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Afghanistan
History & Culture
From Prehistory to the Medes
Achaemenid Rule
Alexander the Great
Seleucid-Mauryan Rule
Graeco-Bactrian Kings
Parthian, Indo-Greek, Indo-Parthian, Yuezhi Rule
Kushan Empire
Sassanian, Kushano-Sassanian, Hephthalite, Hindu Shahi Rule
Islamic Period
Rediscovering the Past
Afghanistan Cultural Property Law
The Impact of War on Afghan Cultural Heritage
 


Upon the death of Alexander the Great in 323 BC, his vast empire, which had never been politically consolidated, broke apart as Alexander's military commanders, the Diadochi ("followers"), began to fight among themselves in a tumultuous twenty-year war known to historians as the Wars of the Diadochi (322-301 BC).

Since the most prized territories lay in Egypt (claimed by Ptolemy), Asia Minor (claimed by Lysimachus) and Greece (claimed by Cassander), little attention was given to the vast territories in the East, from Mesopotamia to Central Asia and India. As a result, Alexander's cavalry commander, Seleucus I Nikator, seized control of these eastern lands and established capitals at Antioch (Syria) and the newly-built Seleucus-on-the-Tigris (60 miles south of Baghdad). As founder of the Seleucid Dynasty, Seleucus Nikator proclaimed himself King of Persia, Syria and Bactria.


Seleucid Rule in Afghanistan (313-304 BC)

By this time, across Bactria in northern Afghanistan, Greeks who remained in the fortresses and surrounding towns built by Alexander's advancing army had firmly rooted themselves, colonized the region, and instilled a decidedly Hellenistic culture in this Central Asian region.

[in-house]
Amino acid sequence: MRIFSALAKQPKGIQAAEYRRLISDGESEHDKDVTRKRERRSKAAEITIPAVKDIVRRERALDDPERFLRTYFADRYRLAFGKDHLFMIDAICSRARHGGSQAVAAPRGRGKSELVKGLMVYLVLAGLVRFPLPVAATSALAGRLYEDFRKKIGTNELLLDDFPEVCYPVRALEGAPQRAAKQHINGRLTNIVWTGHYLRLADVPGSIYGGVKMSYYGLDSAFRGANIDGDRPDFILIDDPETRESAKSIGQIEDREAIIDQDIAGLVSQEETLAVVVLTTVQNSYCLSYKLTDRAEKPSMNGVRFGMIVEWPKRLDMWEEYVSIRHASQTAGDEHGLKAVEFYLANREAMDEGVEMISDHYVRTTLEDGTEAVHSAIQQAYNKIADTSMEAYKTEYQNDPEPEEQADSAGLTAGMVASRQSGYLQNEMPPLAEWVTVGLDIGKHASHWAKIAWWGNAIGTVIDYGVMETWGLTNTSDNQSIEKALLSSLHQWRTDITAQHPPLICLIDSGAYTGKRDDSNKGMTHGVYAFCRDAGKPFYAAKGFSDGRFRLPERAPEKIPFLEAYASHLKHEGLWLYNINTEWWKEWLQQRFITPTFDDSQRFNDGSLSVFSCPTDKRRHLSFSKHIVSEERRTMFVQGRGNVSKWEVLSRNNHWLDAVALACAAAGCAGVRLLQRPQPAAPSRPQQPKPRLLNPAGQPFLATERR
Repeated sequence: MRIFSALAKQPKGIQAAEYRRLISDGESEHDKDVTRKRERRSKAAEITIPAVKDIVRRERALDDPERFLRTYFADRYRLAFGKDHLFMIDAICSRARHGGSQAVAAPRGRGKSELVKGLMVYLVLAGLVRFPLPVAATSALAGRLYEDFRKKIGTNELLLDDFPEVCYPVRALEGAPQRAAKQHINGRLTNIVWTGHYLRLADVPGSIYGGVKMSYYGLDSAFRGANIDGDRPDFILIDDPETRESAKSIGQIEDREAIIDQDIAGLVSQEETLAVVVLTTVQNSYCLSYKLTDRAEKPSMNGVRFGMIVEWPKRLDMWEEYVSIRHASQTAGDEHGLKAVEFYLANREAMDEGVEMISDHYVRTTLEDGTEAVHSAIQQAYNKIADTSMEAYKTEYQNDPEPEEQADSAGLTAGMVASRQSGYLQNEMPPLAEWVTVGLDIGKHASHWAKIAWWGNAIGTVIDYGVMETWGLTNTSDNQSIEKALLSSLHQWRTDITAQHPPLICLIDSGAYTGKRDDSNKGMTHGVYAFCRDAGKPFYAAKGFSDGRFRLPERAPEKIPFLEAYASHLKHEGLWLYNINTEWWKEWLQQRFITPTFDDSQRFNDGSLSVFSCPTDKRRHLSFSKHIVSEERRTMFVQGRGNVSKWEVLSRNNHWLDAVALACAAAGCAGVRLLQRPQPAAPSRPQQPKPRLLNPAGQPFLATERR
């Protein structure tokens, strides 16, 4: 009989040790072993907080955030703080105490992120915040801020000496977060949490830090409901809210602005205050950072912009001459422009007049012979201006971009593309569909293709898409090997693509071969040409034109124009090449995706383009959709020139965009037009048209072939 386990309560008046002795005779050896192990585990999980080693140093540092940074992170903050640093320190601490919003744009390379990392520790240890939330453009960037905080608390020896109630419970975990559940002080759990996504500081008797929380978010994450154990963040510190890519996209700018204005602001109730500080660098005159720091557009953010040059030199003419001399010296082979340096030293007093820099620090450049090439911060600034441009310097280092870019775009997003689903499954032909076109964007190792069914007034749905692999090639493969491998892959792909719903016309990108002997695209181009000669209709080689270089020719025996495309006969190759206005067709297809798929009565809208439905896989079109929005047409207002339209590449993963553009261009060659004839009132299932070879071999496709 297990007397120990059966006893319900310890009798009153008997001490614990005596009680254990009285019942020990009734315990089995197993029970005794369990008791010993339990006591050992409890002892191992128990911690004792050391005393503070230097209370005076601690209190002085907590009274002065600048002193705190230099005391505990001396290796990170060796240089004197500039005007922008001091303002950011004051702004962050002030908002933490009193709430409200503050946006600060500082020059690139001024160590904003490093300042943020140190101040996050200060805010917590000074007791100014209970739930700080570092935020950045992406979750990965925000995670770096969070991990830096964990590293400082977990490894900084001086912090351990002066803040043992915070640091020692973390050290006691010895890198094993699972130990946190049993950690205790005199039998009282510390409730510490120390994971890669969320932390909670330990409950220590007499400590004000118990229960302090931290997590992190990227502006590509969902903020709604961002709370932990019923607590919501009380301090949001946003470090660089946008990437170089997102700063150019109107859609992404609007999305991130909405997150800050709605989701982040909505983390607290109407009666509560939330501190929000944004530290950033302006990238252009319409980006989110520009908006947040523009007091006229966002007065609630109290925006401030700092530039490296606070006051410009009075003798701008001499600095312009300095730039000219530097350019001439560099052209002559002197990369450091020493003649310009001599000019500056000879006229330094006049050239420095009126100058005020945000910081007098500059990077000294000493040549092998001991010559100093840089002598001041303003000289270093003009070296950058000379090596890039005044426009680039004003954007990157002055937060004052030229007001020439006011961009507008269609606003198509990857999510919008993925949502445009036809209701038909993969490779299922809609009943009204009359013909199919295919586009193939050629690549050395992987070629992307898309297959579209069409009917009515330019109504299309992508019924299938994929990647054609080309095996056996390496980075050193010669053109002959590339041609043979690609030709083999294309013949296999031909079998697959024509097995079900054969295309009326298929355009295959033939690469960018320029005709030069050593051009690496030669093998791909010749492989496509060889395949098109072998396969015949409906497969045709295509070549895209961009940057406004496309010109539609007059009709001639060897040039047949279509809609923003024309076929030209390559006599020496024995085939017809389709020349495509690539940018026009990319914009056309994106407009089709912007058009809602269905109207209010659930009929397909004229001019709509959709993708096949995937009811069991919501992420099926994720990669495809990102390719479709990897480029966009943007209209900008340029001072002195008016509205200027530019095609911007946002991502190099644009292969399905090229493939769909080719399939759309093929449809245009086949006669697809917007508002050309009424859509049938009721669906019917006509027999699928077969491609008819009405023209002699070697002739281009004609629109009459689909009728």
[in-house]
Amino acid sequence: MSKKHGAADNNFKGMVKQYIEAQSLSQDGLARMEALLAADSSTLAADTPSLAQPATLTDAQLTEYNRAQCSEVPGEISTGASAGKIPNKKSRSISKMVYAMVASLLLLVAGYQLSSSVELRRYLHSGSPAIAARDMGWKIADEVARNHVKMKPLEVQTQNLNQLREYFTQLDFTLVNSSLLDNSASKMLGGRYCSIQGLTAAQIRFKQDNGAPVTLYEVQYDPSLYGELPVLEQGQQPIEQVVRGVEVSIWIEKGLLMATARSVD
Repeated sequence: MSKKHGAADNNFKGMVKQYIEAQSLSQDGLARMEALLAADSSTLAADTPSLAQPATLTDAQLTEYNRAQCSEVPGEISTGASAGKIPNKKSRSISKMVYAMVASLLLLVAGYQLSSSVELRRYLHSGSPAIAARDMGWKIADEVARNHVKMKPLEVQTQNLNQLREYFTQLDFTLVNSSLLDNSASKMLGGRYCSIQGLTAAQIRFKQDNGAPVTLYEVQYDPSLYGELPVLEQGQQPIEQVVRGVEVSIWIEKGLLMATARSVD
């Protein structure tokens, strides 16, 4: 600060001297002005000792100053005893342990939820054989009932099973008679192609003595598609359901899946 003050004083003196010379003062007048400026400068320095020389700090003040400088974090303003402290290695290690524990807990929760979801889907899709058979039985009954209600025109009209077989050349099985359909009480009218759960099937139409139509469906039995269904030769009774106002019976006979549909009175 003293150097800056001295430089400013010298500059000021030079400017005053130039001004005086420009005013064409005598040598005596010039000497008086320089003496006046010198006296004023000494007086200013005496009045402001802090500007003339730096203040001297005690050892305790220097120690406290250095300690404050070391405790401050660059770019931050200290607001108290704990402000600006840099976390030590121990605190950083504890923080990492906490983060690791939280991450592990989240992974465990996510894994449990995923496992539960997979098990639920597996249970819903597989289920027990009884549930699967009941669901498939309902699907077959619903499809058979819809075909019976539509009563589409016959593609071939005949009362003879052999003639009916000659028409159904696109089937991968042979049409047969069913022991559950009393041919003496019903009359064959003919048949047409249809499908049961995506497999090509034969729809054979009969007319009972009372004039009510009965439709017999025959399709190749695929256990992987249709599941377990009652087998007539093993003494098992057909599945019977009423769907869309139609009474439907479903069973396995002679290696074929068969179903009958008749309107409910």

They were joined by Ionian Greeks sent by Seleucus during the 3rd century BC to guard the eastern frontier, further solidifying a Greek influence in the region that would persist for hundreds of years.

Determined to conquer the land that had eluded Alexander decades earlier, Seleucus marched eastward from Syria in 305 BC.

He increased his 50,000-man army with 10,000 Bactrian recruits and proceeded in 304 BC to invade the territory that he considered his rightful inheritance — India. But Seleucus was repelled by 100,000 Indian soldiers and 9,000 fighting elephants under the command of Mauryan emperor Chandragupta (ruled: 324 – 301 BC).






 

In the peace treaty that followed, Seleucus gave up the lands south and east of the Hindu Kush mountains (the Achaemenid satraperies of Arachosia and Gandhara) to the Mauryans, who allowed Greek administration to continue north of the Hindu Kush, where an independent Graeco-Bactrian kingdom would eventually emerge.



 

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Mauryan Rule in Afghanistan (304-180 BC)

While the Diadochi were warring among themselves in the Mediterranean region, a great empire formed in India under the Chandragupta Maurya, who expanded his rule westerward to present-day southern Afghanistan. During the 120 years of Mauryan rule in southern Afghanistan, Buddhism migrated westward from India and became a major religion alongside Zoroastrianism, which persisted in Bactria and across the Iranian plateau.